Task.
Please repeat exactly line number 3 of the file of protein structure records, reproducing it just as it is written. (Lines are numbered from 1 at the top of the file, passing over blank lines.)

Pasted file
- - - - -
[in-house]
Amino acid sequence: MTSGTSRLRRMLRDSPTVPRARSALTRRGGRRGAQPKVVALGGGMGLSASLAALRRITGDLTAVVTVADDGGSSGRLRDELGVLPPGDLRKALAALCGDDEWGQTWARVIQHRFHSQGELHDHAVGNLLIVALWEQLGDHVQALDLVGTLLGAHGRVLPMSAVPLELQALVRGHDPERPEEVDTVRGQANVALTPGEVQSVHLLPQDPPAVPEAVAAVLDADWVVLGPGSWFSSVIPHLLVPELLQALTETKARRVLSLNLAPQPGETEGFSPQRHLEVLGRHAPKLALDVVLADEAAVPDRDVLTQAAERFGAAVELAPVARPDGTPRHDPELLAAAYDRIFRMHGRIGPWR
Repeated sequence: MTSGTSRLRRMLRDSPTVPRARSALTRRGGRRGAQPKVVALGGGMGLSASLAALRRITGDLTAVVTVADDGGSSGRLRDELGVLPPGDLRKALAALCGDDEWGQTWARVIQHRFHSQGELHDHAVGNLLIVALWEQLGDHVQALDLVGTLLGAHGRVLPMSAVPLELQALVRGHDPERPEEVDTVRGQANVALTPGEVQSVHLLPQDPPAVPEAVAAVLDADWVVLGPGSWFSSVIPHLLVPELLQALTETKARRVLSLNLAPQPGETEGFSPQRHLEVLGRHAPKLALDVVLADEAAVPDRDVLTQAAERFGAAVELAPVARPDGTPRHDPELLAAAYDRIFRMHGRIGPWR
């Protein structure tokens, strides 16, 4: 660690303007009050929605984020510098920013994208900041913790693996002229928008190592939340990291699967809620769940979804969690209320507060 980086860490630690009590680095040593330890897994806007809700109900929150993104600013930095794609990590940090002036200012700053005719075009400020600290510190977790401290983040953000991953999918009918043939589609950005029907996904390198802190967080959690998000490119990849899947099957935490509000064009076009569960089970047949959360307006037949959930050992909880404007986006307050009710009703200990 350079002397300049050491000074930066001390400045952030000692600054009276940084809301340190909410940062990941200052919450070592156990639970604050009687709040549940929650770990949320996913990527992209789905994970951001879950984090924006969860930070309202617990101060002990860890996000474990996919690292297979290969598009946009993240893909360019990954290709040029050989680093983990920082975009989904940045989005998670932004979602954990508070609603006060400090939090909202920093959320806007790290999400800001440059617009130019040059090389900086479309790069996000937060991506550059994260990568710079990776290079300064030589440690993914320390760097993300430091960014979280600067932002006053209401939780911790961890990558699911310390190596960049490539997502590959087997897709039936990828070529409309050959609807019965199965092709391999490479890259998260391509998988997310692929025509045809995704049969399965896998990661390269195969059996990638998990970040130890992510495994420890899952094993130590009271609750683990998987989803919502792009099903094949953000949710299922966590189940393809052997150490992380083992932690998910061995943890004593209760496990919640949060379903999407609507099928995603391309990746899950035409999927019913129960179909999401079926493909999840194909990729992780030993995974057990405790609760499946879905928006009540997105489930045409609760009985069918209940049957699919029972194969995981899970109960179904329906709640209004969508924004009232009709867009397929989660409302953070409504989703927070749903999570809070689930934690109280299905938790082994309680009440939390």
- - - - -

Repeated sequence: MTSGTSRLRRMLRDSPTVPRARSALTRRGGRRGAQPKVVALGGGMGLSASLAALRRITGDLTAVVTVADDGGSSGRLRDELGVLPPGDLRKALAALCGDDEWGQTWARVIQHRFHSQGELHDHAVGNLLIVALWEQLGDHVQALDLVGTLLGAHGRVLPMSAVPLELQALVRGHDPERPEEVDTVRGQANVALTPGEVQSVHLLPQDPPAVPEAVAAVLDADWVVLGPGSWFSSVIPHLLVPELLQALTETKARRVLSLNLAPQPGETEGFSPQRHLEVLGRHAPKLALDVVLADEAAVPDRDVLTQAAERFGAAVELAPVARPDGTPRHDPELLAAAYDRIFRMHGRIGPWR